Another Study on Sleep Issues

Sometimes mother or father really did know best. For example, when they told us “You have school tomorrow. If you want to do well, turn out the light and go to bed.”

Now comes a report from researchers at Ohio State University that may indicate just how right they were. Working with female Siberian hamsters, co-authors Randy Nelson, professor of neuroscience and psychology at Ohio State, and doctoral student Tracy Bedrosian have shown that even a dim night-light may cause physical changes in the brain linked to depression. Presented on November 17 in San Diego at the annual meeting of the Society for Neuroscience, it is the first study to definitively show that by itself light at night may be linked to changes in the hippocampus, an area of the brain vital in regulating mood and learning.

The researchers exposed the hamsters to dim light for eight weeks and learned that “Even dim light at night is sufficient to provoke depressive-like behaviors in hamsters, which may be explained by the changes we saw in their brains after eight weeks of exposure,” reported Bedrosian. Most importantly (and surprisingly), the light used was only 5 lux – the same as having a television on in a dark room.

“You would expect to see an impact if we were blasting these hamsters with bright lights, but this was a very low level, something most people could easily encounter every night,” noted Nelson, a member of Ohio State’s Institute for Behavioral Medicine Research.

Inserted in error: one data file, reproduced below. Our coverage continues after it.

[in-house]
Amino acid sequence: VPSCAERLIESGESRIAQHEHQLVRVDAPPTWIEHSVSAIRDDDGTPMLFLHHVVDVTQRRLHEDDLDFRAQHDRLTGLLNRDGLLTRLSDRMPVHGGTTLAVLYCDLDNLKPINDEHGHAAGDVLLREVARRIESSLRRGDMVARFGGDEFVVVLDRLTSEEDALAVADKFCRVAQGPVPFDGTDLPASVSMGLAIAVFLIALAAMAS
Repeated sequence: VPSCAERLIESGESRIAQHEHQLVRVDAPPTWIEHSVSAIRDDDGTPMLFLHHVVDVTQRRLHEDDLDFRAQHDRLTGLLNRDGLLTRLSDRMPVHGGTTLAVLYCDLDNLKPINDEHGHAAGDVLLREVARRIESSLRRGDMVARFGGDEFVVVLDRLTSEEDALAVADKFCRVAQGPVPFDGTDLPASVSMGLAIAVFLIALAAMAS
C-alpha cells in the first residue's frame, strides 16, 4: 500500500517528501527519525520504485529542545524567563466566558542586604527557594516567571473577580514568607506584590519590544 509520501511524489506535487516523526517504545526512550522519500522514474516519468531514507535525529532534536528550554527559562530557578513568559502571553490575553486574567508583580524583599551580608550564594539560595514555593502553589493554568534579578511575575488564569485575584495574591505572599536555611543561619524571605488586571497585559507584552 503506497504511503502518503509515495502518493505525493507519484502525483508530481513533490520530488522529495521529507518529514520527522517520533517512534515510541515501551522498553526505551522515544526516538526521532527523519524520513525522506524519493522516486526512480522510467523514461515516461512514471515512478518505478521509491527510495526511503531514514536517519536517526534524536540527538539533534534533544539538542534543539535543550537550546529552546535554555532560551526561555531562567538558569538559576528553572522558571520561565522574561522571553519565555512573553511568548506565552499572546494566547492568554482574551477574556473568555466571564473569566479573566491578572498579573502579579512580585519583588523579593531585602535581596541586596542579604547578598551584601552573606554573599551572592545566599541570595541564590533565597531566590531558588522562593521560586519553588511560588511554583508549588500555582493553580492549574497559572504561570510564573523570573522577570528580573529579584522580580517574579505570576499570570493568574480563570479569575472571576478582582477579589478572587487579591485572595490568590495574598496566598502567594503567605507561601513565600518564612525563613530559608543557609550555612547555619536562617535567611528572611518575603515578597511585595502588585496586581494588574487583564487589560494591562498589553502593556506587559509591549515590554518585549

During the study, half the hamsters lived in 16 hours of daylight at 150 lux and eight hours of light at 5 lux; the other half had a light-dark cycle of 16 hours at 150 lux and eight hours of complete darkness. After eight weeks, the dim-light hamsters displayed more depressive behaviors compared to the control group and the researchers found that the dendritic spines in their hippocampi had far less density. Dendritic spines are hairlike growths on brain cells, which are used to send chemical messages from one cell to another. No differences between the two groups were found in the levels of the stress hormone cortisol. This is important because cortisol had previously been associated with changes in the hippocampus.

“The hippocampus plays a key role in depressive disorders, so finding changes there is significant said Bedrosian. “To the best of our knowledge, this is the first study to document that light at night is a sufficient stimulus to induce changes in the hippocampus, without changes in cortisol levels.”

It may be that the brain changes are linked to the production of melatonin, a hormone that helps the body know when it is nighttime, and lower levels of melatonin at night may explain the lower density in dendritic spines in the experimental hamsters.

“The moral of this story is simple,” said Francis J. Flynn, Psy.D., CAP, president of the Brain Training Centers of Florida. “Whether you’re a child, an adolescent or an adult, make sure your sleep environment is as absolutely dark as possible, cover up alarm clocks and turn off televisions. And you probably don’t need that nightlight as much as you think – not if you want to avoid depression and learn as well as possible.”

Francis J. (Skip) Flynn, Psy. D.
7740 Southwest 52 Avenue
Miami, Florida 33143
(305) 271-0973

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